Inuit women`s health in Nunavut, Canada: a review of the literature

Article English OPEN
Healey, Gwen K. ; Meadows, Lynn M. (2007)
  • Publisher: Co-Action Publishing
  • Journal: International Journal of Circumpolar Health (issn: 1797-237X)
  • Related identifiers: doi: 10.3402/ijch.v66i3.18256
  • Subject: health; Inuit; women

OBJECTIVES: Inuit women face challenging health and wellness issues in Northern communities. Literature examining these contexts and the processes through which health is affected is virtually non-existent. The objective [corrected] of this review is to examine and consolidate the available literature on Inuit women`s health issues from the last decade in order to identify priorities for future research. STUDY DESIGN: This study is a review of literature from the last decade. Inuit women`s health issues that have been raised in the literature and in various reports are examined within a health-determinants framework. METHODS: Government reports and statistics, publications by Inuit organizations and publications available on MEDLINE were examined for this review. RESULTS: Inuit women`s health is a crucial part of the health of their communities. Inuit women face serious health issues related to reproductive and sexual health, such as high rates of sexually transmitted infections and challenging circumstances surrounding childbirth. Wellness, suicide and stress are more significant issues for Inuit women compared with non-Inuit women. Food security and accessibility is an issue for all Northerners. Alcohol and substance abuse and exposure to violent situations endanger both the health and safety of Inuit women in many Northern communities. CONCLUSIONS: There exists an urgent need to better understand the mechanisms through which determinants of health affect Inuit women. As well as adding to the body of knowledge on health determinants in Canada, further examining these issues will provide valuable information for health policy decision-makers and program development in the North and facilitate the direction of resources to the necessary areas of health services provision in Nunavut.Keywords: health; Inuit; women(Int J Circumpolar Health 2007; 66(3):199-214)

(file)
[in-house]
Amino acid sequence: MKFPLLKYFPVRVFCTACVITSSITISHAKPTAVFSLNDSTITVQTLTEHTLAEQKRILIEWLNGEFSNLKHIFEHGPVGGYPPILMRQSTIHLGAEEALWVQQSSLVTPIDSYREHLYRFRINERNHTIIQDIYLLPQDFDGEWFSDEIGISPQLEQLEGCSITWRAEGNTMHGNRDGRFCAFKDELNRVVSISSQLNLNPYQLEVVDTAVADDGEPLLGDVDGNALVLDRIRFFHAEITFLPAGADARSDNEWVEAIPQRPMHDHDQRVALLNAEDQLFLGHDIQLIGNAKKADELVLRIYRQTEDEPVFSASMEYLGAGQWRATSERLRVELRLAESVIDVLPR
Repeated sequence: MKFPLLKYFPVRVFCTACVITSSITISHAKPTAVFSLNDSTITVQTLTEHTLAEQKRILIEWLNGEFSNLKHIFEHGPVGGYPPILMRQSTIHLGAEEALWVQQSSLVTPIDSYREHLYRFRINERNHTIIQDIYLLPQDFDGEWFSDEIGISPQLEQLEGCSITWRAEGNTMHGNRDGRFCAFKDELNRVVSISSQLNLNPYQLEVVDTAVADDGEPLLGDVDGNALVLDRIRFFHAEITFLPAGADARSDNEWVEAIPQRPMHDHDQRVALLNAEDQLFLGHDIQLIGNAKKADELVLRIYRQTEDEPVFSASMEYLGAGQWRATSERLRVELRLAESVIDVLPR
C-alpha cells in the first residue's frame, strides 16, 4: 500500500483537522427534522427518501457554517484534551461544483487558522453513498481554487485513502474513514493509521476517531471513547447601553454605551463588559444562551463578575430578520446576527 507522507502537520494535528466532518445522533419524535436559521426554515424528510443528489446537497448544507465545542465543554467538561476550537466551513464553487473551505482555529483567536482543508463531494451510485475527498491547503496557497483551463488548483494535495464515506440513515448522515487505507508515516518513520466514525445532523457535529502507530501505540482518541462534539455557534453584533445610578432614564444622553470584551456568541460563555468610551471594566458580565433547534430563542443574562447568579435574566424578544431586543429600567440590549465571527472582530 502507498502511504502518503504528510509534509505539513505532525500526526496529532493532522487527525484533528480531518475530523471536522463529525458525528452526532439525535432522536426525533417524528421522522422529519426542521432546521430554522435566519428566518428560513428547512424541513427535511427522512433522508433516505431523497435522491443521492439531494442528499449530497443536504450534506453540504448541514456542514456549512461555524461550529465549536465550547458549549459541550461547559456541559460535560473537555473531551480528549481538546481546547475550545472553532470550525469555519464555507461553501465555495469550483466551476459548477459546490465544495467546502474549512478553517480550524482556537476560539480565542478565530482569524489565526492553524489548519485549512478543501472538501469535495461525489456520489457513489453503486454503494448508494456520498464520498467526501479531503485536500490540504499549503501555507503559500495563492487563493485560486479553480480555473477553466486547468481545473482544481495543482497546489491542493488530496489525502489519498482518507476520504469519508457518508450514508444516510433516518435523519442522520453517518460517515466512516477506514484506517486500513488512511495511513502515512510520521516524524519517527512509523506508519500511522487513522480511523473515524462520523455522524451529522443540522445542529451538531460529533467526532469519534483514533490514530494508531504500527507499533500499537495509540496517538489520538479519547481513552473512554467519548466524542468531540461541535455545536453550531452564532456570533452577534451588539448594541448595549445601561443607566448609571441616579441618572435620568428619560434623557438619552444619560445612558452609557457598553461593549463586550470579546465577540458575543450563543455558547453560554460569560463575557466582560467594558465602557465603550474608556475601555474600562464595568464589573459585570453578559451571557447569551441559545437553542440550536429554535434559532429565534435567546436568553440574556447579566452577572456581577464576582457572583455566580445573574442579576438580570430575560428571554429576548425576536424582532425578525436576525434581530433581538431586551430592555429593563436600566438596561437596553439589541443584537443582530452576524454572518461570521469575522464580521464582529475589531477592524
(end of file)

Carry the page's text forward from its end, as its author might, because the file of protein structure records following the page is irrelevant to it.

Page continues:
• References (65)
    65 references, page 1 of 7

    1. Arctic Council. Arctic Human Development Report; 2004; 155-168. Reykjavik, Arctic Council.

    2. Public Health Agency of Canada (PHAC). What determines health? Health Canada, Government of Canada. 2005. Accessed: May 13, 2006: http://www. phac-aspc.gc.ca/ph-sp/phdd/determinants.

    3. Nunavut Department of Health and Social Services (NDH&SS). Social Determinants of Health in Nunavut - Workshop report March 8-10, 2005 Iqaluit NU. 1-27. Government of Nunavut.

    4. Tester f J, McNicoll P. Isumagijaksaq: mindful of the state: social constructions of Inuit suicide. Soc Sci Med 2004; 58(12): 2625-36.

    5. Evans, R.G., Marmor, T. & Barer, M. (Eds) Why Are Some People Healthy and Others Not?: The Determinants of Health of Populations. New Jersey: Aldine Transaction. 378 pp.

    6. Robinson Vollman, A., Anderson, E. T., & Mcf arlane, J. Canadian Community as Partner. Phildelphia: Lippincott Williams and Wilkins 2004. 512 pp.

    7. World Health Organization (WHO). The determinants of health. 2006 Accessed March 20, 2007: http://www.who.int/hia/evidence/doh/en/

    8. Morrison D Canadian Inuit History: A Thousand Year Odyssey. 2005. Canadian Museum of Civilization Online Resource (www.civilization.ca) Accessed: January 29, 2005

    9. Inuit Tapiriit Kanatami (ITK) Meeting of Two Worlds. 2005. Accessed March 20, 2007: http://www.itk.ca/ english/inuit_canada/history/worlds.htm.

    10. Kirmayer LJ, Brass GM, Tait CL. The mental health of aboriginal peoples: Transformations of identity and community. Can J Psychiatry 2000; 45: 607-616.

  • Metrics
    No metrics available
Share - Bookmark